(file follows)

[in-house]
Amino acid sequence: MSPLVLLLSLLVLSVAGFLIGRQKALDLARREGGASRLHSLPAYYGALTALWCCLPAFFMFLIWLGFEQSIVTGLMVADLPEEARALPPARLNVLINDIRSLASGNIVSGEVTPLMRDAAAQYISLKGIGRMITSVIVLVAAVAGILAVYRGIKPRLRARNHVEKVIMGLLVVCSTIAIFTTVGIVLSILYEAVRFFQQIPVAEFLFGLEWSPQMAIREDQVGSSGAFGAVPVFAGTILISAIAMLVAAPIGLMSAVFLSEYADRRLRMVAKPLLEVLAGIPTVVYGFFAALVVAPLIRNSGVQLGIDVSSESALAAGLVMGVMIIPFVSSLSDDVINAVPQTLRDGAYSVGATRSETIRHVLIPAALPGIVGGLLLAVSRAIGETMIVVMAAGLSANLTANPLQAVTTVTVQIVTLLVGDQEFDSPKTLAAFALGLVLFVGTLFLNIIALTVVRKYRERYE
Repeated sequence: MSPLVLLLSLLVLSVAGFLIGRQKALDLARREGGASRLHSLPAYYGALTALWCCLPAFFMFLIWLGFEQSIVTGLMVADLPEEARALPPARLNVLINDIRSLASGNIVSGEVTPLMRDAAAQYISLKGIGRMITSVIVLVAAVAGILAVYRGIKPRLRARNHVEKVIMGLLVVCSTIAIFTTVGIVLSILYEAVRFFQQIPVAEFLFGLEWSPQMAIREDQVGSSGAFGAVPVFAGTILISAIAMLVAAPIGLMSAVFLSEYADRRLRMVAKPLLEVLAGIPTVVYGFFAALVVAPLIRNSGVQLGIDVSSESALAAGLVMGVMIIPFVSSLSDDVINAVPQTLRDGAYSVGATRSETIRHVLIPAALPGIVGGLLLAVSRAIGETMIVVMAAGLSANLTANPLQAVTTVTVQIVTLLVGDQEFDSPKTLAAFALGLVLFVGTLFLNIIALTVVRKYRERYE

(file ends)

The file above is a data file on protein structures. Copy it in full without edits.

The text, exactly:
[in-house]
Amino acid sequence: MSPLVLLLSLLVLSVAGFLIGRQKALDLARREGGASRLHSLPAYYGALTALWCCLPAFFMFLIWLGFEQSIVTGLMVADLPEEARALPPARLNVLINDIRSLASGNIVSGEVTPLMRDAAAQYISLKGIGRMITSVIVLVAAVAGILAVYRGIKPRLRARNHVEKVIMGLLVVCSTIAIFTTVGIVLSILYEAVRFFQQIPVAEFLFGLEWSPQMAIREDQVGSSGAFGAVPVFAGTILISAIAMLVAAPIGLMSAVFLSEYADRRLRMVAKPLLEVLAGIPTVVYGFFAALVVAPLIRNSGVQLGIDVSSESALAAGLVMGVMIIPFVSSLSDDVINAVPQTLRDGAYSVGATRSETIRHVLIPAALPGIVGGLLLAVSRAIGETMIVVMAAGLSANLTANPLQAVTTVTVQIVTLLVGDQEFDSPKTLAAFALGLVLFVGTLFLNIIALTVVRKYRERYE
Repeated sequence: MSPLVLLLSLLVLSVAGFLIGRQKALDLARREGGASRLHSLPAYYGALTALWCCLPAFFMFLIWLGFEQSIVTGLMVADLPEEARALPPARLNVLINDIRSLASGNIVSGEVTPLMRDAAAQYISLKGIGRMITSVIVLVAAVAGILAVYRGIKPRLRARNHVEKVIMGLLVVCSTIAIFTTVGIVLSILYEAVRFFQQIPVAEFLFGLEWSPQMAIREDQVGSSGAFGAVPVFAGTILISAIAMLVAAPIGLMSAVFLSEYADRRLRMVAKPLLEVLAGIPTVVYGFFAALVVAPLIRNSGVQLGIDVSSESALAAGLVMGVMIIPFVSSLSDDVINAVPQTLRDGAYSVGATRSETIRHVLIPAALPGIVGGLLLAVSRAIGETMIVVMAAGLSANLTANPLQAVTTVTVQIVTLLVGDQEFDSPKTLAAFALGLVLFVGTLFLNIIALTVVRKYRERYE